Teresa Theetge Becomes Cincinnati's New Police Chief, Highest-Ranked Female Officer Ever

Theetge has been with the department for more than 32 years.

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click to enlarge Teresa Theetge is the new permanent chief and the first female chief for the Cincinnati Police Department. - photo: provided by the Cincinnati Police Department
photo: provided by the Cincinnati Police Department
Teresa Theetge is the new permanent chief and the first female chief for the Cincinnati Police Department.

Cincinnati's new police chief is celebrating the holidays a little early.

Interim Cincinnati Police Department chief Teresa Theetge is the city's newest permanent police chief and the city's first female chief, city officials confirmed to CityBeat on Dec. 14. City manager Sheryl Long selected Theetge after a nationwide search, a series of finalist interviews and several community forums. In Cincinnati, a city manager has the authority to appoint a police chief.

"I have full faith that she is the best person for the job," Long said in a release. "Over the course of more than 30 years, Chief Theetge has been an effective, dedicated public servant. Her hard work has been clear to her superiors, resulting in her earning promotions from patrol officer in 1991 to Interim Chief earlier this year."

"During my time at the City, I have worked closely with Chief Theetge, especially over the last few months. I have seen first-hand her deliberate decision-making, her effectiveness in engaging with our citizens, the depth of her knowledge on cutting-edge policing techniques, and her prioritization of equity and fairness," Long continued. "Throughout the selection process, Chief Theetge demonstrated these qualities and more, providing detailed, thoughtful ideas for the department’s future while also demonstrating a willingness to listen and to learn."

More information about Theetge's installation as chief will be available soon, officials said.

The city conducted a national and local search for the permanent leader after the department’s longtime chief, Eliot Isaac, retired in March. Long announced four finalists on Nov. 18: Theetge, CPD assistant police chief Lisa Davis, former Norfolk (Virginia) Police Department chief Larry Boone and former Los Angeles School Police Department chief Todd Chamberlain.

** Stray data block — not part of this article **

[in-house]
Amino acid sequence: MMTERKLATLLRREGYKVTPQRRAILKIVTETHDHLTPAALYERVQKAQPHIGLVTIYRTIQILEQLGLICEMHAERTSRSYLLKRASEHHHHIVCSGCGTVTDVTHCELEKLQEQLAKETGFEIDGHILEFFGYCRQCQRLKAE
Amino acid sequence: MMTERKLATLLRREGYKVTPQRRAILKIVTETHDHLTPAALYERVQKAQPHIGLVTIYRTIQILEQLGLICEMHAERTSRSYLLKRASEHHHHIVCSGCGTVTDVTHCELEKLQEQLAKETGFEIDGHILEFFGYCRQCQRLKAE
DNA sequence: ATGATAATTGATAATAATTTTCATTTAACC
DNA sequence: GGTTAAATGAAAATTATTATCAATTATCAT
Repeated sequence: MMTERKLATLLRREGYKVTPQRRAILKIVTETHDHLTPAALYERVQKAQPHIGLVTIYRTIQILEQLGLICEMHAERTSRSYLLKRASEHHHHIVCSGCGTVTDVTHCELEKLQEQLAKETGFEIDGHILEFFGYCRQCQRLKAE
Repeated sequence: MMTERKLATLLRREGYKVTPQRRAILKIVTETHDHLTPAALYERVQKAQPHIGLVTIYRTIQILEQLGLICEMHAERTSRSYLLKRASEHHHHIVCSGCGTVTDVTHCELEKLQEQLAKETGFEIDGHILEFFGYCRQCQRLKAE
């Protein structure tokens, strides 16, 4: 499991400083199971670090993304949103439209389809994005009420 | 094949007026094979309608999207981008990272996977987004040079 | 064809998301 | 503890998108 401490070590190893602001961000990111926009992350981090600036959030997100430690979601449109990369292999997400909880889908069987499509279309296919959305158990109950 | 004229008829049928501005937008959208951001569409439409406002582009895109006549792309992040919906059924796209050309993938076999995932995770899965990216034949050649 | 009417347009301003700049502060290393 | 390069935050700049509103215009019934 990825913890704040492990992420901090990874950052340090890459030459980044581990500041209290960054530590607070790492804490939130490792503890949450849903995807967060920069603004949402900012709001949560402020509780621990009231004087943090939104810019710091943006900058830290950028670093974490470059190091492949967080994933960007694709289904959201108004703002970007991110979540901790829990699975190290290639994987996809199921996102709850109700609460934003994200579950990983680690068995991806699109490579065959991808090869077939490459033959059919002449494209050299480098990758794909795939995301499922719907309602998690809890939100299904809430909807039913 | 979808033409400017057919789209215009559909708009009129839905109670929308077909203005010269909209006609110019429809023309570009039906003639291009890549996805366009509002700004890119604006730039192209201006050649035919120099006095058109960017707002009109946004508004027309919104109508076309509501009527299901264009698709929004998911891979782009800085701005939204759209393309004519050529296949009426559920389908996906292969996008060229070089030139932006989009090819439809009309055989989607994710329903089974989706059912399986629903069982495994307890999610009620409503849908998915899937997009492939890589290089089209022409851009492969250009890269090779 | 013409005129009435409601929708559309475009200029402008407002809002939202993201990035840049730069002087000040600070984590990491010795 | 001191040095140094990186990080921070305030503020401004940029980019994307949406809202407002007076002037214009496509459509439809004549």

Dan Hils, president of Cincinnati’s Fraternal Order of Police, leaked to other local media outlets on Dec. 13 that Theetge would be chosen. He previously had told CityBeat that officers in the FOP preferred Davis as the final selection.

Upon being installed as interim chief on Feb. 16, reporters asked Theetge if she might consider trying to make her new role permanent. At the time, Theetge said it was a conversation for later

"I think one thing law enforcement has taught me over 30 years is you take it one day at a time. My concentration right now will be leading this agency during the interim process and assisting the city manager in any way that I can in the search or whatever may come my way," Theetge said. "But never say never. We'll see what the future holds."

About Teresa Theetge

Prior to taking on the interim chief role, Theetge, 60, was the executive assistant chief under Isaac and has been with the CPD for about 32 years. She’s the first woman to lead the department.

During Theetge's time as interim chief, the city approved $250,000 for summer policing to help reduce gun violence, initiated a pilot program that sends mental health professionals instead of police to certain types of 911 calls, dealt with a shooting that rocked and changed the Over-the-Rhine entertainment district and responded to multiple false threats of school violence.

This year, the Cincinnati Police Department also has been dealing with several instances of officers using racist slurs while on the job. The cases of officers Rose Valentino and Kelly Drach particularly caught Cincinnati's attention, leading to city manager Sheryl Long implementing a new policy that terminates the employment of those working for the city who use the N-word or other slurs.

"It doesn't go unnoticed by me or anybody on this call, I'm sure, that the police department specifically has had three instances of racial slurs being used by on-duty officers within the last six months," Theetge said when the policy was announced in October. "There's a lot of things I can defend with [what] an officer does or says, but the use of a racial slur is not one of them."

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